Thorotrast and Umbrathor (1950s)

To visualize blood vessels in an x-ray, it is necessary to inject a contrast agent into the blood.  Otherwise, the x-ray beam passes through the vessels and no image is produced. Such agents are also necessary to visualize cavities in the body (e.g., the gastrointestinal tract and the sinuses). Contrast agents have high atomic (Z) numbers in order to increase their effectiveness for stopping the x-rays.  Today, compounds of iodine are used as contrast agents.  However, between 1930 and 1955, contrast agents containing thorium dioxide were popular -  thorium has a very high atomic number (Z=90) and it produced excellent images. Two examples of these thorium containing agents were Thorotrast which was produced by Testagar and Company, and Umbrathor produced by the Heyden Chemical Company.

Unfortunately, thorium is radioactive and it tends to remain in the body long after injection.  In particular, it accumulates in the liver, spleen, and bone marrow.  Dose rates to these respective tissues have been estimated to be approximately 25, 70, and 10 rads per year for individuals treated with Thorotrast.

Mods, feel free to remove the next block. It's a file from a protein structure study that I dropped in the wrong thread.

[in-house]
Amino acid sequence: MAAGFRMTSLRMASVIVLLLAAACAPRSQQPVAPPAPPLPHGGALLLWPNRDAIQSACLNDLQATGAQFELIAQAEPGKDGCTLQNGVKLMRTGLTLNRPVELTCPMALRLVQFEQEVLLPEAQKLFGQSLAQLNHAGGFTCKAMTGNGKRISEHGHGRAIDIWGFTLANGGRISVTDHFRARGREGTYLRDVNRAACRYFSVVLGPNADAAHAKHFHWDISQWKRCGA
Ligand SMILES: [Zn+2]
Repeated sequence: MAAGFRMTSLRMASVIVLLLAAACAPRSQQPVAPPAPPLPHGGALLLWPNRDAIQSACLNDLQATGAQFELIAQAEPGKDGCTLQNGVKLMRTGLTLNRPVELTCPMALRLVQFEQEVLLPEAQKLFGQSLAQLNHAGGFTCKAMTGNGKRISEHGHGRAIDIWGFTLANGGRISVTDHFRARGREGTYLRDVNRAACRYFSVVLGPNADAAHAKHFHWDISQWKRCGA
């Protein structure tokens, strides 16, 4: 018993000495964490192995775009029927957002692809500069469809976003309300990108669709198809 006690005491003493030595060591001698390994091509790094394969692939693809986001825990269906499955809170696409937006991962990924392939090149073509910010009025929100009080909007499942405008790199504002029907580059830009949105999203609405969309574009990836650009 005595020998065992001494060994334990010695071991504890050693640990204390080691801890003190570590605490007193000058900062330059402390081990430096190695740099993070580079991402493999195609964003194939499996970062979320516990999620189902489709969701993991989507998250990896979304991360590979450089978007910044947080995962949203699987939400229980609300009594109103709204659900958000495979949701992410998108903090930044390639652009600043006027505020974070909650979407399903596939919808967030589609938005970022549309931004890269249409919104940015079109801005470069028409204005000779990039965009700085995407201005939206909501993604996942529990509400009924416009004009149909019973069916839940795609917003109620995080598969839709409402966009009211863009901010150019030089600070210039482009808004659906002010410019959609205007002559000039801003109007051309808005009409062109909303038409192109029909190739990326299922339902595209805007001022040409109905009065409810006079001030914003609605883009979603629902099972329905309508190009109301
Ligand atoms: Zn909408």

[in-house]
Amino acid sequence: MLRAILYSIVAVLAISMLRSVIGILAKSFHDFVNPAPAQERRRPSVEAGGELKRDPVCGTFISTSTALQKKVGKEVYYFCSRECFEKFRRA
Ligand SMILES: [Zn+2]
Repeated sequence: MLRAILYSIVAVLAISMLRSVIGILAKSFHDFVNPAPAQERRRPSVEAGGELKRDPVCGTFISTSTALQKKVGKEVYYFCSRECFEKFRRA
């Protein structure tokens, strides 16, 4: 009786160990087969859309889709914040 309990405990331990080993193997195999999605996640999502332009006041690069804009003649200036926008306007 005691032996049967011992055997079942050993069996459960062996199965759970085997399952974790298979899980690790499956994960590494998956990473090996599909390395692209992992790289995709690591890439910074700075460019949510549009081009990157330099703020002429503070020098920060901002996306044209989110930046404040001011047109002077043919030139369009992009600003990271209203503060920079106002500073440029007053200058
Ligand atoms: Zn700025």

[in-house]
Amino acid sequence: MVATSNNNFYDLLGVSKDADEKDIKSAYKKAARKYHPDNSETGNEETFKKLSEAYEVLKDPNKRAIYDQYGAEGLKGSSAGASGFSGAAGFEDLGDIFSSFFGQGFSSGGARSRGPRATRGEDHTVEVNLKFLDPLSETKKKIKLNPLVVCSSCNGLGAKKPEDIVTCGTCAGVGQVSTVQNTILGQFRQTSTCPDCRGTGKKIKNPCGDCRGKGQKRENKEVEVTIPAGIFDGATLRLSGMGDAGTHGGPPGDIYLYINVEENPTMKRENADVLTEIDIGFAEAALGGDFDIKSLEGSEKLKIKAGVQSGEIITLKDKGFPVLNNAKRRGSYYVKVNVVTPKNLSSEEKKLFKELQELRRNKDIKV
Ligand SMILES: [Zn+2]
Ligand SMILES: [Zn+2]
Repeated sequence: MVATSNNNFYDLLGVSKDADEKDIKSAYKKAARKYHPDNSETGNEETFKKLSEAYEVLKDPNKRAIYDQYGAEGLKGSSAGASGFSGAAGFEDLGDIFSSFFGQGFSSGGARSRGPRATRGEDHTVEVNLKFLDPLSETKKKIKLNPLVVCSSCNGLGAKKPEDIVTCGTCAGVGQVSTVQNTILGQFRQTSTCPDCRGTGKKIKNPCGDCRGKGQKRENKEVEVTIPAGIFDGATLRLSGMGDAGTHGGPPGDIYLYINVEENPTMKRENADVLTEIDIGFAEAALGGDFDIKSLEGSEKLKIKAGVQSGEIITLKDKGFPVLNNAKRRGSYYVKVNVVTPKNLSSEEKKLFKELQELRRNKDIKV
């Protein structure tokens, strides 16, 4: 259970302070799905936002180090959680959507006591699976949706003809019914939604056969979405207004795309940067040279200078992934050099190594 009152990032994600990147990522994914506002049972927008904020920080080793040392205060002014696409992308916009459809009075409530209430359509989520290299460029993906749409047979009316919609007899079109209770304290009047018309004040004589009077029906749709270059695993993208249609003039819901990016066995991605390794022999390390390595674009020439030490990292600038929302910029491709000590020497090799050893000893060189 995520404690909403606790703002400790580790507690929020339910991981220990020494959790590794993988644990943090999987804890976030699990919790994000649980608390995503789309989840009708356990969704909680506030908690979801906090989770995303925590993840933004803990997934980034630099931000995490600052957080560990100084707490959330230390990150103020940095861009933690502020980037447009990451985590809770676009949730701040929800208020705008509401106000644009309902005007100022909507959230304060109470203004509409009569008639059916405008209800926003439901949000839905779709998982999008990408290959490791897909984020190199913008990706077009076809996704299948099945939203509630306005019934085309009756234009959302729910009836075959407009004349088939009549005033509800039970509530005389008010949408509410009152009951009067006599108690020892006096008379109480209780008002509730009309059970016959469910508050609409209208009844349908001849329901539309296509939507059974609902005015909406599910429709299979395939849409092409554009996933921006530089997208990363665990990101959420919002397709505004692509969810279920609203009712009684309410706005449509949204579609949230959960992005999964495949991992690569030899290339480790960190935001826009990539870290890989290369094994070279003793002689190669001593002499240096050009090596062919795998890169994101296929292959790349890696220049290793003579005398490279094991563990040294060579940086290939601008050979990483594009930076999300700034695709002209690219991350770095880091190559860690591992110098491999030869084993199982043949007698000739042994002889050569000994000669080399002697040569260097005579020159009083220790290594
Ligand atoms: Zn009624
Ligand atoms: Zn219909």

Between 1930 and 1955 several million individuals were injected with Thorotrast. As expected, a large number individuals developed cancer, usually 20-30 years following the injection.  

thorotrast

Umbrathor

Umbrathor was similar to Thorotrast except that it was ingested and used for the visualization of the gastrointestinal tract. The main advantage of Umbrathor over barium-containing contrast agents was that it remained in an aqueous solution. This meant that the images were more consistent than those obtained with barium. It was also less likely to cause blockages. Since Umbrathor was not assimilated into the body to any significant extent, the resulting doses were much smaller than those associated with Thorotrast.

The expiration dates marked on the bottles were May 1953 for the Umbrathor and September 1962 for the Thorotrast.

Donated by Donna Sutherland of the California Radiologic Health Department and Chris Klimczak at Argonne National Laboratory

Sizes: Thorotrast 25 cc, 3" high; Umbrathor 200 cc, 5.5" high

References

John Abbatt. History of the Use and Toxicity of Thorotrast. Environmental Research 18: 6-12; 1979.

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Last updated: 05/10/11
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